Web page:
There was evidence that the person who made the demand upon the defendant was a person who had authority to make such a demand. There was evidence that he was an "investigator." G. L. (Ter. Ed.) c. 90, Section 29, as finally amended by St. 1938, c. 146, provides that the registrar of motor vehicles "shall appoint competent persons to act as investigators and examiners," and that such "investigators and examiners, with respect to the enforcement of the laws relating to motor vehicles, shall have and exercise throughout the commonwealth all the powers . . . of police officers." It could have been found, therefore, that the provisions of G. L. (Ter. Ed.) c. 90, Section 25, relating to police officers were applicable to the person making the demand upon the defendant.
However, the evidence did not warrant a finding that the badge worn by the person who made the demand upon the defendant was the badge of an "investigator" or of any other officer authorized to make such demand. According to the evidence the badge read "Inspector, Registry of Motor Vehicles." G. L. (Ter. Ed.) c. 90, Section 29, as amended (see St. 1936, c. 391) provides that the registrar of motor vehicles "may also appoint . . . a deputy registrar, an assistant to the registrar hearings officers and supervising inspectors with power to hold hearings, and may delegate to such deputy, assistant, hearings officers and supervising inspectors the performance of any duty imposed upon the registrar by any provision of this chapter." Though this provision is contained in the section of the statute, as amended, that confers upon "investigators and examiners" the powers of police officers, no such powers are conferred thereby or otherwise upon "supervising inspectors" or upon any officer under the designation of "inspector" with respect to the enforcement of the motor vehicle laws. The badge worn by the person making the demand upon the defendant was not such a badge as disclosed to the defendant that the person making the demand had the powers of a police officer under the provisions of G. L. (Ter. Ed.) c. 90, Section 25. The badge worn by the person making such demand could as reasonably, if not more reasonably, be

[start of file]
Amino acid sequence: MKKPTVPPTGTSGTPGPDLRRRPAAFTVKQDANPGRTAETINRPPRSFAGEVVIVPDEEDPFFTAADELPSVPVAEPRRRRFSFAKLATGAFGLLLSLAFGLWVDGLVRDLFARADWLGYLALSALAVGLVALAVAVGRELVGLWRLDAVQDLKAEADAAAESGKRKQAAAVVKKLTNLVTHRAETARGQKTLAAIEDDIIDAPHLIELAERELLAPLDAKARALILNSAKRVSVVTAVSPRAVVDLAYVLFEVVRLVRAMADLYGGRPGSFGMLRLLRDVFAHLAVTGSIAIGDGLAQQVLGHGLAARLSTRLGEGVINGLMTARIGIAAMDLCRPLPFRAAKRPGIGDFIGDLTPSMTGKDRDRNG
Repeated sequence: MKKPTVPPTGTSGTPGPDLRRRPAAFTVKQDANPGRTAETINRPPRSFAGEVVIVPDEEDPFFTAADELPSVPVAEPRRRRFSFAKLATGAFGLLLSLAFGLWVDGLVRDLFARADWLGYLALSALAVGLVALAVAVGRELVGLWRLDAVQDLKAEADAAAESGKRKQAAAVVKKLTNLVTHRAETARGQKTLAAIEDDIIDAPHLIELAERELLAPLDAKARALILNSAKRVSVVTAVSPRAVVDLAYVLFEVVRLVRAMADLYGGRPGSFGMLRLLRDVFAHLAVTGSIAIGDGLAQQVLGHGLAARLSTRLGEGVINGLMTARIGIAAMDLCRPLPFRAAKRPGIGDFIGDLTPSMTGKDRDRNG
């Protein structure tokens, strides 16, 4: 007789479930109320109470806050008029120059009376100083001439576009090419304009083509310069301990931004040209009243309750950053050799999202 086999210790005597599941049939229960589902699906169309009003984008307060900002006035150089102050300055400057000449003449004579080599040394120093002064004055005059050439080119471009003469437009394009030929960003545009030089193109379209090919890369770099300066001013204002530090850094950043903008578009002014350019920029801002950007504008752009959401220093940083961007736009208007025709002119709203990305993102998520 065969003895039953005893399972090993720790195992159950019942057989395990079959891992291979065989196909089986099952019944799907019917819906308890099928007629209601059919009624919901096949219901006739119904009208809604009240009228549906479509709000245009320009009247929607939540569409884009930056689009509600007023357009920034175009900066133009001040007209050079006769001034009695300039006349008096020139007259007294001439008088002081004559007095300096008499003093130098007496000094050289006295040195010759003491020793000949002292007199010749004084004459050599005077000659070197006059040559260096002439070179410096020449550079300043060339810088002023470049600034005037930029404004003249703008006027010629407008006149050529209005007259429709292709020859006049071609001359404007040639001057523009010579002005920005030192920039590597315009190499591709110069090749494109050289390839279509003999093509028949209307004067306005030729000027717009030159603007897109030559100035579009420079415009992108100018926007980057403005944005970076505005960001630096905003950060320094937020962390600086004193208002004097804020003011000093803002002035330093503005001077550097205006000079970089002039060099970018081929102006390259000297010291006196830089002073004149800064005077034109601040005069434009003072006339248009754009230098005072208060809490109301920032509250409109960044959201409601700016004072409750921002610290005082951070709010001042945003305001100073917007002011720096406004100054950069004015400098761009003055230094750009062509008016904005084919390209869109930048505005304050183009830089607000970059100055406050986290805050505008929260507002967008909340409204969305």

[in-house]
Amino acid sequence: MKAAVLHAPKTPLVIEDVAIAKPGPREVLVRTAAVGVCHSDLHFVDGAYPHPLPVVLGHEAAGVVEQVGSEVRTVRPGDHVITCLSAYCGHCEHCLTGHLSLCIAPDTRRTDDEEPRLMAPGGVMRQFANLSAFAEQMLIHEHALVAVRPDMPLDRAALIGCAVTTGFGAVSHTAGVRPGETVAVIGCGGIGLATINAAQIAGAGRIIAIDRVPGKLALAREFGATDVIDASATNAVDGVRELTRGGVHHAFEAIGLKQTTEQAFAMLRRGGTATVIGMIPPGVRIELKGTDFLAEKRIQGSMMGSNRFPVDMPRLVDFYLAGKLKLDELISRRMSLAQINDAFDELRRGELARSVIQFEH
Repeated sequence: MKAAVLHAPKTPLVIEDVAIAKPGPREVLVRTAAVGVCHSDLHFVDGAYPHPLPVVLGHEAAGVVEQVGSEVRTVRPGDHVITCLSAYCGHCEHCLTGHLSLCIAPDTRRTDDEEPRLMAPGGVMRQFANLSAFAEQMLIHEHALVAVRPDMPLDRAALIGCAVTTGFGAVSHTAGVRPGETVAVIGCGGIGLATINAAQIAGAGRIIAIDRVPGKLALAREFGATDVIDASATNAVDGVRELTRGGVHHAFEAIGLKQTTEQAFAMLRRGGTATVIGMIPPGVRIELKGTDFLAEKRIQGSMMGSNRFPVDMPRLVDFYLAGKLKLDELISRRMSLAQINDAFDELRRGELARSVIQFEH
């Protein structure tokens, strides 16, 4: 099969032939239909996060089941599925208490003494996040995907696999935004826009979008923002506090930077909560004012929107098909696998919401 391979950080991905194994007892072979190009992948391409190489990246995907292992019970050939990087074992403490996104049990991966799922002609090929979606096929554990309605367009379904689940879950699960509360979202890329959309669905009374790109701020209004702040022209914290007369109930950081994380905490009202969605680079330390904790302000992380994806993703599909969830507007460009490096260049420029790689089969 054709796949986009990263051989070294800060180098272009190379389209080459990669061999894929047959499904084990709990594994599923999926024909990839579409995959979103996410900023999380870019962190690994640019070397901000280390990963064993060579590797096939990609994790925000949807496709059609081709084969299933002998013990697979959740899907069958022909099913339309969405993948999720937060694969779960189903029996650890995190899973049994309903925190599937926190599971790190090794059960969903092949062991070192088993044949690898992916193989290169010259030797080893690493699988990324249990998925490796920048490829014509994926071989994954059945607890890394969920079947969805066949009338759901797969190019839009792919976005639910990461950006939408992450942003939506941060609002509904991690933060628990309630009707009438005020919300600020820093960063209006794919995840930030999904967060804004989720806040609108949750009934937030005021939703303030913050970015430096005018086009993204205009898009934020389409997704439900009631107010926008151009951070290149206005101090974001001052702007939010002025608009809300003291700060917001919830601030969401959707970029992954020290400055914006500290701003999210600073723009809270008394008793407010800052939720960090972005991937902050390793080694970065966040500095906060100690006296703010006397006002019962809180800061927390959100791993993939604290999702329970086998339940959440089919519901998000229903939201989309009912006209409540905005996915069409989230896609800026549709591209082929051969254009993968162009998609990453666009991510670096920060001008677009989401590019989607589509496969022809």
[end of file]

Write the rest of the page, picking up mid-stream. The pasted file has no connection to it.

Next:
interpreted to mean that the person wearing it was a "supervising inspector" without the powers of a police officer as that he was an "investigator" with such powers. A finding, therefore, was not warranted that the badge worn by the person making the demand was "his badge" as an "investigator" having the powers of a police officer or as any other officer having such powers within the meaning of G. L. (Ter. Ed.) c. 90, Section 25. Displaying such a badge was not in conformity with the provision of this statute making it an offence on the part of the defendant to refuse to comply with the demand of a "police officer . . . who displays his badge" in the manner therein provided.
The Commonwealth's case fails, therefore, by reason of failure of proof of the offence charged -- a matter that the defendant could raise by a motion for a directed verdict. There was not merely an objection to the complaint for a formal defect apparent on the face thereof, which the defendant was required to raise before judgment in the District Court by demurrer or motion to quash. See G. L. (Ter. Ed.) c. 278, Section 17.
The defendant's motion for a directed verdict should have been granted. The exception to the denial thereof must be sustained. Consequently the defendant's exception to the denial of his request for an instruction to the jury need not be considered.